Home > Global Public Health > Newsletters > Technical Information > Scientist Pokes Holes in Treated Insect Bed-Nets
  • E-mail
  • share
  • Print

Scientist Pokes Holes in Treated Insect Bed-Nets

The Nation (Nairobi), February 5, 2004
By: Wodera James, Nairobi

A research scientist from the Ethiopian Health and Nutrition Research Institute (EHNRI) has sparked off a furious debate by calling for the immediate revision of the insecticide-treated bed-nets (ITNs) as a malaria control strategy for Africa.

Dr Tesfaye Mengesha of EHNRI, says that the ITNs strategy is not only "wanting," but also "ineffective, redundant and harmful to both mothers and children who are most at risk from malaria and the target groups of ITN programs".

But Dr. Mengesha's stand on ITNs is in stark contrast to the views held by many scientists working in the malaria field, among them those from the Kenya Medical Research Institute (KEMRI).

Backed by comprehensive data obtained from trials on the efficacy of ITNs in reducing malaria morbidity and mortality in areas of different ecological settings, many scientists believe that currently, ITNs represent the most cost-effective malaria control strategy in the continent.

"Well designed studies carried out in malaria endemic regions of Ghana, The Gambia, Kilifi in Kenya, and Burkina Faso, have all provided sufficient evidence on the health benefits of using ITNs.

More recently, data obtained from a study conducted from 1997 to the year 2000 in an area of intense and perennial malaria transmission in western Kenya by the US-based Centers for Disease Control and Prevention (CDC) in collaboration with KEMRI demonstrated that ITNs significantly reduce childhood morbidity and mortality as well as the adverse effects of malaria during pregnancy," observes KEMRI's Dr. Simon Kariuki.

However, Mengesha, who claims to have carried out extensive research on ITNs and their usage throughout Africa, told Horizon that it is unfortunate that business concerns have been placed ahead of health and medical concerns.

But Dr Kariuki disagrees, noting that he has not seen any published research on ITNs by his Ethiopian counterpart. "Is his extensive research published?" he questions, and adds, "I did a Medline search on Dr Mengesha and I am sad to say that I did not see any work that he has published to back his claims of extensive research on ITNs."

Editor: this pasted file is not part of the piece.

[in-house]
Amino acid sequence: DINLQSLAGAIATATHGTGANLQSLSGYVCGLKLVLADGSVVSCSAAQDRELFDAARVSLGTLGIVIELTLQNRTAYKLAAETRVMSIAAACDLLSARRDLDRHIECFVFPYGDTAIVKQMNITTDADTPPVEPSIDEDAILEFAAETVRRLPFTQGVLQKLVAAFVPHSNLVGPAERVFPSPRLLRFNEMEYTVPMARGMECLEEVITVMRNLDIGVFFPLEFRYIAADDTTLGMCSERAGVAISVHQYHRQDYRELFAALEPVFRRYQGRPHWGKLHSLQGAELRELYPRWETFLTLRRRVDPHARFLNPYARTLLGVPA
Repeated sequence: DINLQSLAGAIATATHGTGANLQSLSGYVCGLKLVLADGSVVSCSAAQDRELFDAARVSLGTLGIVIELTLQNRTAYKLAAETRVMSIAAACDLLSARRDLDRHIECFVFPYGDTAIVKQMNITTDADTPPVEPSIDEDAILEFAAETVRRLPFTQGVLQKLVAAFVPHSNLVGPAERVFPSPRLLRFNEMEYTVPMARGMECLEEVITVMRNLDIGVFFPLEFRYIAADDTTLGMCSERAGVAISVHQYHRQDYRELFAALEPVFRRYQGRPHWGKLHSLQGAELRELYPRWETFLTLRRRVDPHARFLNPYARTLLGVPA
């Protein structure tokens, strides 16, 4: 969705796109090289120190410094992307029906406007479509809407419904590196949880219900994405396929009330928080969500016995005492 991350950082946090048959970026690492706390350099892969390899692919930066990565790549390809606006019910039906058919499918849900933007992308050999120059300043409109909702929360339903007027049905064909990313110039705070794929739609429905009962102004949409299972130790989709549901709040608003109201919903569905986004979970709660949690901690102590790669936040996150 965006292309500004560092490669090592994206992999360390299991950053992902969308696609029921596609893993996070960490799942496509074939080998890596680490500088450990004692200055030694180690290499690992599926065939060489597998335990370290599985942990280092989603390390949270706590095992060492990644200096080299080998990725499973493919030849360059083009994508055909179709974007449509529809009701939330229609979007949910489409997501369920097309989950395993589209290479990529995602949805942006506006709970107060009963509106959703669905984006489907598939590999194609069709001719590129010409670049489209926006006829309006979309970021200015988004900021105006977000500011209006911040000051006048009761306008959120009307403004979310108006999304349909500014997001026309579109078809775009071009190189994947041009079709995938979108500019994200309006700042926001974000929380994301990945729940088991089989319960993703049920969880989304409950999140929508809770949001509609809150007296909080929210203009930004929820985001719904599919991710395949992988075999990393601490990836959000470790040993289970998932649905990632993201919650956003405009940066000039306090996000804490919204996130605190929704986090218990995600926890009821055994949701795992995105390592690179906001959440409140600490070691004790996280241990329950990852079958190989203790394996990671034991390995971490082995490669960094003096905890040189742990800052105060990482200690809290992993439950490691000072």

Mengesha, on his part, reads economics in the whole ITNs saga. "They (those agitating for continued use of ITNs) are being driven by the need to make quick profits as opposed to the facts on the ground," he says.

The Ethiopian scientist argues that continued use of ITNs is not only "ineffective," but if used by pregnant women, they "compromise the health of both the mother and child by depriving them of the much needed natural immunity hence making them susceptible to deadlier strains of malaria and other diseases later in life".

Mengesha presented these views to a disapproving audience at the recent 24th Annual African Health Science Congress held in Addis Ababa, Ethiopia, towards the end of last year.

However, Kenyan researchers at the parley, including those from KEMRI, Ministry of Health and local universities, disagreed with Mengesha and strongly advocated the continued use of ITNs.

ITNs target the mosquito, especially Anopheles gambiae, the vector mainly responsible for the spread of malaria in many parts of the country and in sub-Saharan Africa. KEMRI has carried out extensive research on ITNs. The highlights of some of KEMRI's and her collaborators' findings on the health benefits of ITNs in western Kenya were reported in 21 articles included in a supplement of the April 2003 issue of the prestigious scientific journal, the American Journal of Tropical Medicine and Hygiene.

The Writer is an Information Officer with KEMRI.